By Joyce Leviton
February 20, 1978 12:00 PM

I don’t go to the gravesite very much,” says Coretta King. “I have never felt that Martin was there. What he stood for could never be contained in a grave. Daddy King used to go all the time and feel so depressed. I asked him, ‘Dad, why do you keep going? Martin’s not there.’ ”

Coretta Scott King is not a woman to look back. Ten years have passed since an assassin’s bullet ended the extraordinary career of her husband, Dr. Martin Luther King Jr. In that time Mrs. King has become far more than a keeper of the flame. She is dedicated not just to preserving the dreams of the slain civil rights champion, but to making them reality with the force of her own powerful personality.

She has easy access to America’s power centers. She lends her name to causes ranging from women’s rights to full employment. Her pleas for economic sanctions against South Africa or for passage of the Humphrey-Hawkins bill are eagerly quoted in the press. When she asks for money, contributions are generous. “I’m amazed at the way people respond to her just because of who she is,” says Andrew Young, U.S. ambassador to the United Nations and Coretta’s friend and confidante.

Her consistent success in building support for her projects is not universally appreciated by other black leaders. One of them is Hosea Williams, a Georgia state representative and onetime lieutenant to Dr. King in the Southern Christian Leadership Conference. He has complained that her fund raising might better be devoted to the poor rather than to her monument to her husband, the Martin Luther King Jr. Center for Social Change in Atlanta. (Her friends reply that the money Coretta attracts would not be donated to other causes anyway.)

Ironically, even this week’s NBC-TV miniseries, King, ruffled feelings. The Rev. Ralph Abernathy, Dr. King’s successor as head of SCLC, denounced the series as an unrealistic account of King’s life and struggle. Coretta, while conceding imperfections, defended the programs as “a powerful statement overall.” It is not the first time she and Abernathy have disagreed on her husband’s legacy and her role in promoting it. Somewhat to her surprise, Coretta King finds herself a controversial figure—and more.

“I’ve become almost like an institution,” she admits. But her public image of unfailing composure and somber dignity shrouds a lively woman of 50. In private, she laughs heartily at the least pretext and frets that her hectic schedule leaves her too little time with her four children. Even less understood is that Coretta King is motivated not only by a sense of duty long shared with her husband but by personal convictions independently reached.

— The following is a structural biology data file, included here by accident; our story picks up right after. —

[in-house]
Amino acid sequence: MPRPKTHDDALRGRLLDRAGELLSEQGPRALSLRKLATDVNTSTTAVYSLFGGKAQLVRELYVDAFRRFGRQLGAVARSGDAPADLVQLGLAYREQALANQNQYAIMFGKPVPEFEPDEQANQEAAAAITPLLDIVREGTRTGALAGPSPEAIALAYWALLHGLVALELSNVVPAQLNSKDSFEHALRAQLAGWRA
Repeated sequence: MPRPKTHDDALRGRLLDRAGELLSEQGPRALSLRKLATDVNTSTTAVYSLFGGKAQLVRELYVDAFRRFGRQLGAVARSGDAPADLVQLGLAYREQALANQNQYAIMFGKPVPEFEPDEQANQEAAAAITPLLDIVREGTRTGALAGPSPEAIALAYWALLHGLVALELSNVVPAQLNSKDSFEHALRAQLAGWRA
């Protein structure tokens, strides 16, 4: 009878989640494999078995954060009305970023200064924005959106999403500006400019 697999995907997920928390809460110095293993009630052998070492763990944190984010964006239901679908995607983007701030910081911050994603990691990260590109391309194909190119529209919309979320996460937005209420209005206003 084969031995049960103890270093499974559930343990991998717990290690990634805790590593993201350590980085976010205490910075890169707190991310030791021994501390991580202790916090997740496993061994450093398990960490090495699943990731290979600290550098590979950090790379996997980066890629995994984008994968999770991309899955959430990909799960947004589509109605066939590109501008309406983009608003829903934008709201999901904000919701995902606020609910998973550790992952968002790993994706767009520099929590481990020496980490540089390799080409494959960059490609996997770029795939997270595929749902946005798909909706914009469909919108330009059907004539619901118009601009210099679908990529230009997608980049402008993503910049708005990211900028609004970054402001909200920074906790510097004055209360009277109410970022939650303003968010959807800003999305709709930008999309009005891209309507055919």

“I was always an activist,” she insists, “more of an activist than Martin when we met. Later on I saw it was destiny that we were meant to come together. I didn’t learn commitment from Martin. But he gave me an opportunity to strengthen it.” An admiring group of foreign journalists recently crowded into her home just off Atlanta’s Martin Luther King Jr. Drive and she told them, proudly, almost imperiously, “In 1956, when our house was bombed, my husband was the target, but I was also the target. After his death I became more of a target. The threats continue. When you devote your life to a cause, you must be willing to pay whatever price is necessary. I am not frightened.”

Coretta Scott grew up unafraid. She recalls that in Marion, Ala., where she was born, “Black people owned their own land. My grandfather had 350 acres. Our houses were unpainted, but we owned them and that made a big difference. We had dignity and independence.”

Her father did not want to farm. Instead, he bought a truck—the only black man in the area to own one—and made a living hauling lumber, logs and scrap iron. “He suffered greatly during the Depression because he was in competition with whites,” she says. “He was threatened.” In time he owned a fleet of three trucks and then a sawmill. “He ran the sawmill for two weeks and it burned down. It didn’t scare him. He went back to work the next day.” (Both parents are still living; her father is now 78, her mother 73.)

The middle child of three (older sister, younger brother), Coretta has early memories of church and music. “I’ve sung all my life; it was natural for me.” Deciding to pursue her music studies away from home (“At the time, the South was a terrible, oppressive place for blacks”), she followed her sister Edythe to Antioch College in Ohio. After graduation Coretta enrolled in Boston’s New England Conservatory of Music, where a fellowship paid for her tuition and part-time cleaning and clerking jobs provided a minimal lifestyle, including a diet based largely on graham crackers.

The second semester, she met King, then a Ph.D. candidate in philosophy at Boston University. “I thought Martin was unusual,” she says. “He was short, only 5’7″, but he was strong and masculine and he had a strong social conscience and a determination to fight against injustice. I wondered if he was real, if he meant what he said.” There was no mistaking what young Martin thought of Coretta. “He started to talk about marriage the first day we met,” she recalls—and on every date after that.

“I was not ready to get married and definitely not to a minister,” Coretta says. “All my life I had wanted to study music, and here was the opportunity. I felt I was where God wanted me to be.” Besides, she learned that Martin’s father had an Atlanta girl picked as a prospective daughter-in-law. But after the senior King could not interest his son in the hometown candidate, he visited Boston and resignedly told Coretta and Martin: “Y’all are courtin’ too hard. I’m afraid you’re going to mess up, so I think you better decide when you’re going to get married.”